In time series, Moving Average model $MA(q)$ is defined by $$X_t = \mu + \epsilon_t + \theta_1 \epsilon_{t-1} + \theta_2\epsilon_{t-2} + ... + \theta_q \epsilon_q$$ where $\mu$ is the mean of the process $\{X_t\}_t$ and $\epsilon_t$ is a white noise, that is, uncorrelated with zero mean and fixed variance for all t.$

For simplicity, assume that $\mu = 0.$ From equation above, $MA(q)$ model forecasts future using current and past random shocks (or stochastic terms). Does it mean that we can apply anything to forecasting in $MA(q)$ as long as it is white noise?

I get confused because it seems like the model is not forecasting future $X_t$ but rather forecasting future random shock $\epsilon_{t+1}.$


Why do you get the impression that the future random shocks $\epsilon_{t+1}$ is predicted? That would not make any sense, since in the model the series of random shocks $\dotsc,\epsilon_t, \epsilon_{t+1},\dotsc$ is supposed to represent white noise, which by definition can't be (usefully) forecast, since it is independent of the past.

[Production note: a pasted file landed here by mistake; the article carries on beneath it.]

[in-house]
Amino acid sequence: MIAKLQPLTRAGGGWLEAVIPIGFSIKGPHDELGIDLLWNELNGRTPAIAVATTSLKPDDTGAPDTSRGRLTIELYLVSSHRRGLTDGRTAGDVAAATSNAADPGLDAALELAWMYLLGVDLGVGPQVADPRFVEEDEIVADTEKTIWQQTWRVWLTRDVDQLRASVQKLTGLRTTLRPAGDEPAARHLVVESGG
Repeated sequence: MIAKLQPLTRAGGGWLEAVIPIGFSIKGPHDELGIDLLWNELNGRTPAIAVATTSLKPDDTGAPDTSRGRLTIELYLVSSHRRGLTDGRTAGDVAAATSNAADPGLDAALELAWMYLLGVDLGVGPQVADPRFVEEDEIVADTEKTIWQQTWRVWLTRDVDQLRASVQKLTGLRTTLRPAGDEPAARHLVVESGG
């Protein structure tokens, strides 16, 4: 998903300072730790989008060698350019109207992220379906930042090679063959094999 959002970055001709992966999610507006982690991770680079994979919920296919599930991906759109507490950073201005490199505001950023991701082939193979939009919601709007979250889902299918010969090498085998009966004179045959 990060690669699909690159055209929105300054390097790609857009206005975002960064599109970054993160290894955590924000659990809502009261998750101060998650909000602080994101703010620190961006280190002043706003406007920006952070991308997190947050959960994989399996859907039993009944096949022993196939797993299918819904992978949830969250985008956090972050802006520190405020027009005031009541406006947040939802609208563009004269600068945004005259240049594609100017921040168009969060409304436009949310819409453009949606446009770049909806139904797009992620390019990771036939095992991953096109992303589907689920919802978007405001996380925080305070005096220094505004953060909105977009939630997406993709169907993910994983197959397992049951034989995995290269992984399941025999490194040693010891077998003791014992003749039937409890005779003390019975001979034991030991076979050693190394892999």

So, what is forecast in this model is the future observation $X_{t+1}$. For more information about MA models see Moving-average model error terms.

  • $\begingroup$ Well, yes, that will be the best possible forecast of a white noise ... $\endgroup$ Jul 23 '19 at 12:59
  • $\begingroup$ @kjetilbhalvorsen I have such impression because MA model uses current and past random shock data. This is what gives me the impression. On the other hand, if one were to fit data using MA model, how would the calculation goes? As far as I know, we plot ACF and PACF of a time series. From there, we identify parameter $q$ in MA model. Then I do not know how to proceed. Should we calculate $\theta_1,...,\theta_q$ next? I guess the residuals $\epsilon_t, \epsilon_{t-1},...,\epsilon_{t-q}$ are computed the last. $\endgroup$
    – Idonknow
    Jul 23 '19 at 13:30
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    $\begingroup$ Sorry. I started writing an answer and thought I deleted but didn't. For MA(q) models, one assumes that the future $\epsilon_t$ are zero. So, you are predicting $X_t$ but in order to do that, you use the expectation of the future $\epsilon_t$ in your forecast. $\endgroup$
    – mlofton
    Jul 24 '19 at 16:52

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